At the same time there has been a growing separation between the owners and managers of companies. The ability of any individual shareholder to influence the direction of a company has become more limited as scope and scale increases.
And, it must be said, many shareholders are happy to reap their dividend income and take no responsibility for the company’s corporate behavior. While an individual owner who doesn’t agree with a company’s direction can sell, in the long run this may not achieve a better outcome in terms of the impact of the company on the wider community.
It is the coalescing of these two trends – the reach of these global multinationals and shareholder disengagement – that have underpinned the emergence of groups such as the ICCR. For more than 40 years this organisation has campaigned on issues as diverse as water, food, human trafficking and health, establishing a track record for influencing company boards and being a widely respected voice for social justice.
In large part, its success has been based on co-opting the support of other shareholders. Although ICCR is motivated by ethical and religious concerns, it always proposes resolutions in the interests of all shareholders; they want to reform capitalism, not abolish it. As Sister Daly argues, social, environmental and governance factors are central to good long-term returns.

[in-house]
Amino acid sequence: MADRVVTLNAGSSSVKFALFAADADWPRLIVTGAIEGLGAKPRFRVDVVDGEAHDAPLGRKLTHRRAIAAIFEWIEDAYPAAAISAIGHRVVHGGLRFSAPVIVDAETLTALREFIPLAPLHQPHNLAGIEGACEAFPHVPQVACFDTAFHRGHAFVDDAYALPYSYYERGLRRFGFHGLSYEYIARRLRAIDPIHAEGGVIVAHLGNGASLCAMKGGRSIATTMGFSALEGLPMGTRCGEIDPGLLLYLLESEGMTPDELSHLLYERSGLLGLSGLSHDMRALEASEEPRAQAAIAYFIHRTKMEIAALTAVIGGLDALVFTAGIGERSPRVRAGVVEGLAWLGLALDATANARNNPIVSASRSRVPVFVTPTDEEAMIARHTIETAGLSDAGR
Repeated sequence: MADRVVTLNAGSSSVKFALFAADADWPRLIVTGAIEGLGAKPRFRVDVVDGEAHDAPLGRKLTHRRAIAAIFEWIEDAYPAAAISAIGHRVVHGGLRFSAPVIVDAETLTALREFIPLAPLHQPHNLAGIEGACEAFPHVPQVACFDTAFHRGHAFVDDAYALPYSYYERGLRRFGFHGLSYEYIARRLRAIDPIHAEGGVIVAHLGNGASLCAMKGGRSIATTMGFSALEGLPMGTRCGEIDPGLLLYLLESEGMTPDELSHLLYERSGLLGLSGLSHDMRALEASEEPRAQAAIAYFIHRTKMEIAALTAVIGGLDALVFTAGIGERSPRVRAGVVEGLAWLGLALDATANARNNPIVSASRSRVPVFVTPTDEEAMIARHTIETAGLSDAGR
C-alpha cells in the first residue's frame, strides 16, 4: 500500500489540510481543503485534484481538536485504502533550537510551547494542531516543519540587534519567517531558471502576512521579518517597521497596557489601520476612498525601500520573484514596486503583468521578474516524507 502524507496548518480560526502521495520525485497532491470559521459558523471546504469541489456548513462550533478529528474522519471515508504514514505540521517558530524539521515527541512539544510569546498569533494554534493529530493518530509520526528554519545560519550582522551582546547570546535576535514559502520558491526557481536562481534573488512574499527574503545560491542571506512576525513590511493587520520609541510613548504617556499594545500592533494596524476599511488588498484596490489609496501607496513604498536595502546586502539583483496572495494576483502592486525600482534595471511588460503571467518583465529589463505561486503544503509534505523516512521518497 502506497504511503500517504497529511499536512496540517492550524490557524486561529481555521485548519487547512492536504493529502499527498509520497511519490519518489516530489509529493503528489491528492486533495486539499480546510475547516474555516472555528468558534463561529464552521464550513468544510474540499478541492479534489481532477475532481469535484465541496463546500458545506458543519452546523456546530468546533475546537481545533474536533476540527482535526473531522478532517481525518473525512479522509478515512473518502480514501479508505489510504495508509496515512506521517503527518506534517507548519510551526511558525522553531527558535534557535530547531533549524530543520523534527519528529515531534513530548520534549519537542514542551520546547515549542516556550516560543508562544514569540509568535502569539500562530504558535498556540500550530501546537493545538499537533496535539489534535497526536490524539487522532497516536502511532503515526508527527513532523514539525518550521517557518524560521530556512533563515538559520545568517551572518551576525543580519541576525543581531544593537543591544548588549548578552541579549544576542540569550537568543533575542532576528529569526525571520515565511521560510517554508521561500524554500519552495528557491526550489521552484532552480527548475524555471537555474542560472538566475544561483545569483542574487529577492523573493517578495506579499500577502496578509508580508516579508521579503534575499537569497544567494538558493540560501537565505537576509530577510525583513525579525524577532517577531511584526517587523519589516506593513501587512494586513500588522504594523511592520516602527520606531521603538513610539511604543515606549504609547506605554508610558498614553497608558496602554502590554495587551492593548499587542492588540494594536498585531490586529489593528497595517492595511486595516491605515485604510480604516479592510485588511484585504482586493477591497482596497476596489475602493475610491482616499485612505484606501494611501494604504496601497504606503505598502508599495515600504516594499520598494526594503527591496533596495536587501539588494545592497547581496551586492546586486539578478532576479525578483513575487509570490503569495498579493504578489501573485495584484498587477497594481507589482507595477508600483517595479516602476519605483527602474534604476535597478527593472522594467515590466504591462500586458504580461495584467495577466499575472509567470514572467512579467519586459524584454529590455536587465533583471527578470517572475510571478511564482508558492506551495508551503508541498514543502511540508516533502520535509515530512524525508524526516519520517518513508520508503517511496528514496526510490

Australia follows the US
Australia, too, is witnessing the emergence of shareholder activism. An obvious example has been the decision of some industry superannuation funds to divest their holdings in cigarette companies. More specifically, the Victorian Funds Management Corporation (VFMC) has been integrating environmental, social and corporate governance (ESG) criteria into its investment decision-making process for several years.
How ESG has a financial impact on the VFMC, which had FUM of A$41 billion at 30 June 2013, is subject to ongoing research. But irrespective of that research, the VFMC considers ESG risks in all its investment decision-making processes across all asset classes.